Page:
The William H. Hannon Library is more than LMU’s newest and most striking architectural landmark—it was also recently awarded LEED Gold certification by the U.S. Green Building Council in recognition of its sustainable design.
Leadership in Energy and Environmental Design, or LEED buildings, are designed and constructed to be sustainable. Water efficiency, materials and resources, indoor environmental quality, innovation in design are all measured in a detailed points system that rate buildings as LEED Certified, Silver, Gold or Platinum.
Qualifying for a LEED rating was a key objective when the library was planned and built. The architecture, interiors and landscaping around the library were all designed to achieve LEED certification. “Design features, construction methods and materials were all used strategically,” said Kristine Brancolini, dean of university libraries.
For instance, Brancolini noted the ample use of natural light in the library, from the skylight above its three-story atrium to the floor-to-ceiling tinted glass windows that take advantage of the spectacular Pacific Ocean views while holding down interior temperatures. Even the lights inside the library adjust their brightness automatically based on how much daylight in the space.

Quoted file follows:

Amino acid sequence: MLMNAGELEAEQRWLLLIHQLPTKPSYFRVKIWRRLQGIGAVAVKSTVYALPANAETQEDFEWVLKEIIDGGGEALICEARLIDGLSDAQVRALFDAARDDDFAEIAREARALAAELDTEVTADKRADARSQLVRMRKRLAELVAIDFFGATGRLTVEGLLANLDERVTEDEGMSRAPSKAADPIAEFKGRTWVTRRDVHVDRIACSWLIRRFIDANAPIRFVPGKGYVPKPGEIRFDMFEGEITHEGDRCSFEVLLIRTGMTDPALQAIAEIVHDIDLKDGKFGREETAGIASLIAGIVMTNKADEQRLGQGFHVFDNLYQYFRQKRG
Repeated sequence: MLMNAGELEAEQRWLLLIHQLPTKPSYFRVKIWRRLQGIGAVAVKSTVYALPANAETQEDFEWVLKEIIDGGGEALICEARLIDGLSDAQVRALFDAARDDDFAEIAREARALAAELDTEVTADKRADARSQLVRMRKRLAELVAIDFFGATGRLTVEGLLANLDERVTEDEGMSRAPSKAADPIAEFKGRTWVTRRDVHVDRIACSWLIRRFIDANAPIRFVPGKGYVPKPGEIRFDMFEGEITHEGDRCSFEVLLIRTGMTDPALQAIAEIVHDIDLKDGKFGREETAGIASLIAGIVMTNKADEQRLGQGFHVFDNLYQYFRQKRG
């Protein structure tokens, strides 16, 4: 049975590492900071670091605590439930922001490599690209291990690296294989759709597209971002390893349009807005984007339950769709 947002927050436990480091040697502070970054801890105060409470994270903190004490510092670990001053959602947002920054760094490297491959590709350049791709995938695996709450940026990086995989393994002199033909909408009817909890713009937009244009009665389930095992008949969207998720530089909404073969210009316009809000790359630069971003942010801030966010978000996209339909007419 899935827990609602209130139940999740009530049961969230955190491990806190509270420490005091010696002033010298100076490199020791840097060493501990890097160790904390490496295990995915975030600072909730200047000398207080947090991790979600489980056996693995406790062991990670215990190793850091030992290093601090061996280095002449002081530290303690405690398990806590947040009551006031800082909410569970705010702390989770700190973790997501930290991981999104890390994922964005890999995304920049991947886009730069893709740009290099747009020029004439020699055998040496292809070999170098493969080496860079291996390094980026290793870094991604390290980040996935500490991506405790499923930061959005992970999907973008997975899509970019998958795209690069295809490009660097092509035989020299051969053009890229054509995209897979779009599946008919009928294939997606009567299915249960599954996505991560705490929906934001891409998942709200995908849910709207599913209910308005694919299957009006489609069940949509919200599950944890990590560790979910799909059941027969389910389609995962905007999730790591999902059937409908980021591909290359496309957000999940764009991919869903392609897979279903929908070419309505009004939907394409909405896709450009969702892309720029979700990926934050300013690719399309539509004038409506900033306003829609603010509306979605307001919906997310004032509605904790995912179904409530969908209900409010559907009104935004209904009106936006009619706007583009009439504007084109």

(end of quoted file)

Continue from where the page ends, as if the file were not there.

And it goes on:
Yet the attention to sustainability didn’t detract from the library’s aesthetics. “We have a nice mix of a modern look and a cozy atmosphere,” Brancolini said. “It’s surprising to many people that a sustainably built building can be so attractive.”
LMU has other LEED-certified buildings, but the library is the first to receive a Gold rating. Al Tipon, director of the university’s Facilities Administration, said that constructing sustainable buildings at LMU fits with the university’s mission, and with the surrounding community. “I think the culture of L.A. is headed toward a more sustainable environment,” he said.